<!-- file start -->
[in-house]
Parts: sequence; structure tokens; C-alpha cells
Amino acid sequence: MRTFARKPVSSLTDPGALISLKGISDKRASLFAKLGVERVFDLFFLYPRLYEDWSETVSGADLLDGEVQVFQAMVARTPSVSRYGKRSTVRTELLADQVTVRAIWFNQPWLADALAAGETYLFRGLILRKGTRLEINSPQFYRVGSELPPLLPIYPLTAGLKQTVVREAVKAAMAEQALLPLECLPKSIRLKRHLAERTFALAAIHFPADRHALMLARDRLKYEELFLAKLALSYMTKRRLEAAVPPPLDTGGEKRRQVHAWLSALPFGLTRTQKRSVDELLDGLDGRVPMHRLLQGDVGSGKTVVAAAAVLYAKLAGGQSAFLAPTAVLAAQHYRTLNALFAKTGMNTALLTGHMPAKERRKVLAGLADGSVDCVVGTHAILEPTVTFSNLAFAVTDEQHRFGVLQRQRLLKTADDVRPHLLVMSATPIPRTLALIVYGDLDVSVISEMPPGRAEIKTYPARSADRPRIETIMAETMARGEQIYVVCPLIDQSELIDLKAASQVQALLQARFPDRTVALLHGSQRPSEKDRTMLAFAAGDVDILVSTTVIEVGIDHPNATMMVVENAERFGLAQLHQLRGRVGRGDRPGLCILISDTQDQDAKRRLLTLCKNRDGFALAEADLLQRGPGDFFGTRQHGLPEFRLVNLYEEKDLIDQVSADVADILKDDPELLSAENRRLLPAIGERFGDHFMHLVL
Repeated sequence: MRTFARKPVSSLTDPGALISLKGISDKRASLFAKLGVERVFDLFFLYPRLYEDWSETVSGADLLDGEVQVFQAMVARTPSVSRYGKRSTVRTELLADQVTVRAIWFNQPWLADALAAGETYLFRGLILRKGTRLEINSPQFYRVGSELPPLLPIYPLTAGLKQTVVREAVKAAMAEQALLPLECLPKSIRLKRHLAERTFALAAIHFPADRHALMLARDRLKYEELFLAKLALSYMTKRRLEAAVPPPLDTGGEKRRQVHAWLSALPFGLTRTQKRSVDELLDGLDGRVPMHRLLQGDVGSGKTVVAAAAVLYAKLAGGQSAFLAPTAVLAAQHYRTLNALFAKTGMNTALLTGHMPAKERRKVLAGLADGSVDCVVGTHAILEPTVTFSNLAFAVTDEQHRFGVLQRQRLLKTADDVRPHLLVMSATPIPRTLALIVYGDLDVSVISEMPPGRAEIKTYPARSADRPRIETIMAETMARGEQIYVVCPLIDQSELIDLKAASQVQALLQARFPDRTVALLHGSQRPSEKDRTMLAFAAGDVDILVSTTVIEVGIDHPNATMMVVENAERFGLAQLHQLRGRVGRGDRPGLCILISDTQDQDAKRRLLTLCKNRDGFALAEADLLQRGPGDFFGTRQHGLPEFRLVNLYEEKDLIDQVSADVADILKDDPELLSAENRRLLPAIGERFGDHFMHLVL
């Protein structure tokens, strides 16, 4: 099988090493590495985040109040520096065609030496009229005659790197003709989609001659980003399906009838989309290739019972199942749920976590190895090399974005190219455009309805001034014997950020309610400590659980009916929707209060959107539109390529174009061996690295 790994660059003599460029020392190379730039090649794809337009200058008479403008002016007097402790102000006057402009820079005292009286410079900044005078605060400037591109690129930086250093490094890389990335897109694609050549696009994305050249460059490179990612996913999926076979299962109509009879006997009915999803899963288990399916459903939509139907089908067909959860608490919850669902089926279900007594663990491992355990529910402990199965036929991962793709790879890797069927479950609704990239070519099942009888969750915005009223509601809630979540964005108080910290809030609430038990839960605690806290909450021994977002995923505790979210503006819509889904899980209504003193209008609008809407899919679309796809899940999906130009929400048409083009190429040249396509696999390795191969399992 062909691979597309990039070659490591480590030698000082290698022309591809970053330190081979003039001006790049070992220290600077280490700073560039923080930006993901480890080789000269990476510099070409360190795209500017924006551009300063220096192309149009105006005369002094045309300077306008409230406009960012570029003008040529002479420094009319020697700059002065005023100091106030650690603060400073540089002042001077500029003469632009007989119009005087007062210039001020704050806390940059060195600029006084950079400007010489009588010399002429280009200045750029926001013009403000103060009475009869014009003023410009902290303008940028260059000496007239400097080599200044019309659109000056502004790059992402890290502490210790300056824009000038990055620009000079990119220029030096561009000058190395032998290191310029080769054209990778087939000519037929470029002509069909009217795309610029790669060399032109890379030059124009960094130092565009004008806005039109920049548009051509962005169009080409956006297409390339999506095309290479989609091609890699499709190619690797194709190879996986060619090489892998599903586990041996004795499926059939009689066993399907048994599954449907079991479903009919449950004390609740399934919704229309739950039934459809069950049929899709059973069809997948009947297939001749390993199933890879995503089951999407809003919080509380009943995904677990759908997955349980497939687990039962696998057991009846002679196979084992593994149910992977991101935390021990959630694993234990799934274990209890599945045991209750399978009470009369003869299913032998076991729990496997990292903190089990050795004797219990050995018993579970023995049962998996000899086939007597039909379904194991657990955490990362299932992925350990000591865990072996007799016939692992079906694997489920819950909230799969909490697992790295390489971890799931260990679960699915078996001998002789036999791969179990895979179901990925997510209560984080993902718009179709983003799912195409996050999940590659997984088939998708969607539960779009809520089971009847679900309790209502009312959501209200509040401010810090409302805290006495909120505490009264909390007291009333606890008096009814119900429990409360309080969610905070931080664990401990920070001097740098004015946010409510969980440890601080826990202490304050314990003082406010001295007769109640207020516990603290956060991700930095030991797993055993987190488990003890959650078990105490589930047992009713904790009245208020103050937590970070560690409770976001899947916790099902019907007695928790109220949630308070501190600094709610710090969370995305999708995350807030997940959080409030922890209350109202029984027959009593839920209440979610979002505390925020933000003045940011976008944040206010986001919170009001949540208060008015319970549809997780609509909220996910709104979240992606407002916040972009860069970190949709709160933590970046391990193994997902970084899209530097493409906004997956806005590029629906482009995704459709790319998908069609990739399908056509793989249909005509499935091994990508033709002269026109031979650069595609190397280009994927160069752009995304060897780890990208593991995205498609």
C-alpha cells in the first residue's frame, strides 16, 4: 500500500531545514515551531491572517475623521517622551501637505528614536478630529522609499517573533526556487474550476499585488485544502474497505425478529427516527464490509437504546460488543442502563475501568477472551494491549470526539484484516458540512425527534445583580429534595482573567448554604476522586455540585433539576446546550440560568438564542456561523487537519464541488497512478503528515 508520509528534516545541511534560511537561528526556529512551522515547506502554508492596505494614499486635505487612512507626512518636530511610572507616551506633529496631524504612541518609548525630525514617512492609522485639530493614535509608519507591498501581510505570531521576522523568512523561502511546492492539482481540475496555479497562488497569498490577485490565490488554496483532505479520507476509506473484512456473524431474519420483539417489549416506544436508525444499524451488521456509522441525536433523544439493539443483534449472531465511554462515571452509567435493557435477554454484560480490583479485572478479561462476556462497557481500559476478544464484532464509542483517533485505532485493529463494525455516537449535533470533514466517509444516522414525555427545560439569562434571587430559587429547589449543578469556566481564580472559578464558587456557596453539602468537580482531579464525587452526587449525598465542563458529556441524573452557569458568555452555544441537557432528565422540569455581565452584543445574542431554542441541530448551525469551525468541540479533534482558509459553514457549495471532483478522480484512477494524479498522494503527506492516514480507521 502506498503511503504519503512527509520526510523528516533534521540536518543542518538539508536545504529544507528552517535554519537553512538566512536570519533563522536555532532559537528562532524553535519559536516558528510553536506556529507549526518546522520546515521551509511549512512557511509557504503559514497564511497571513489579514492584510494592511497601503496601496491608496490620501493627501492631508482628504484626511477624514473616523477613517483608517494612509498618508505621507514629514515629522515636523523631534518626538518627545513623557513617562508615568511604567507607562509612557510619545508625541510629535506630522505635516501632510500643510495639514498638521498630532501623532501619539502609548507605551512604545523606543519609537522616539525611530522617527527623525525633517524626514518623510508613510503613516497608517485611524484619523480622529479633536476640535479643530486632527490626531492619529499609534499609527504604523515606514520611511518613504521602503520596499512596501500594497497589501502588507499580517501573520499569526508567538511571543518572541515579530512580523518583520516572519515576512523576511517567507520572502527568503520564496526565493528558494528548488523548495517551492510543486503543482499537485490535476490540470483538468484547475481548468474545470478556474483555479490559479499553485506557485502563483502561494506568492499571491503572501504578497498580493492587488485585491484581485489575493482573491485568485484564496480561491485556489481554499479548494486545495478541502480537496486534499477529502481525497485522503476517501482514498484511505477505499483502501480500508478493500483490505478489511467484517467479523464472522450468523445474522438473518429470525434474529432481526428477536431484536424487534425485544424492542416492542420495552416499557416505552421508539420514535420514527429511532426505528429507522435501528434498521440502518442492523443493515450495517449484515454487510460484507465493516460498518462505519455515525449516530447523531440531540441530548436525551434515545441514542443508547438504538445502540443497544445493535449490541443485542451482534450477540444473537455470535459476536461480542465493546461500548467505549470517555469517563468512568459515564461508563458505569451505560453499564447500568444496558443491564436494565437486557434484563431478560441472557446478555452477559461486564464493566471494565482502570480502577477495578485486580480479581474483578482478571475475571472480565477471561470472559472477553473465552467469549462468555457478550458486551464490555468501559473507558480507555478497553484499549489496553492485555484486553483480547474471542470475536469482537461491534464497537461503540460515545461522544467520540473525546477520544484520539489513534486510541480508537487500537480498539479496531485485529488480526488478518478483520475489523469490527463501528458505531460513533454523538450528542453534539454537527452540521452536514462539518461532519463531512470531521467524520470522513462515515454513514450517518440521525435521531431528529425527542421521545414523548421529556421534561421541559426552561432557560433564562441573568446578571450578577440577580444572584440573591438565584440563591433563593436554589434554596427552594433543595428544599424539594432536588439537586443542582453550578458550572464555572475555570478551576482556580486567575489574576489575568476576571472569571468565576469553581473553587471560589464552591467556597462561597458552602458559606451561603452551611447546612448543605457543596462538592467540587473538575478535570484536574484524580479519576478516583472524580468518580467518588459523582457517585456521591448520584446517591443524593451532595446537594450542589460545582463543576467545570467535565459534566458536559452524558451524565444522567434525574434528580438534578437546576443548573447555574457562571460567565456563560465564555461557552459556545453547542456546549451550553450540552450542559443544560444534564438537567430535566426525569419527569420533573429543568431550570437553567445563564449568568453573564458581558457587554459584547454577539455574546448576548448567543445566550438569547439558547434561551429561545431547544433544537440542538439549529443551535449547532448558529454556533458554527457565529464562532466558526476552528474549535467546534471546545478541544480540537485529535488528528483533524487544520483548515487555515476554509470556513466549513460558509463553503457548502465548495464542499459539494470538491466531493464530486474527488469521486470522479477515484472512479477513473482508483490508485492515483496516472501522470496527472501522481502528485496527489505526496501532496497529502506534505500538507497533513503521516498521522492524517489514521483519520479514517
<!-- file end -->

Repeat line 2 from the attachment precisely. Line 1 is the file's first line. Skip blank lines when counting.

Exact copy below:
Parts: sequence; structure tokens; C-alpha cells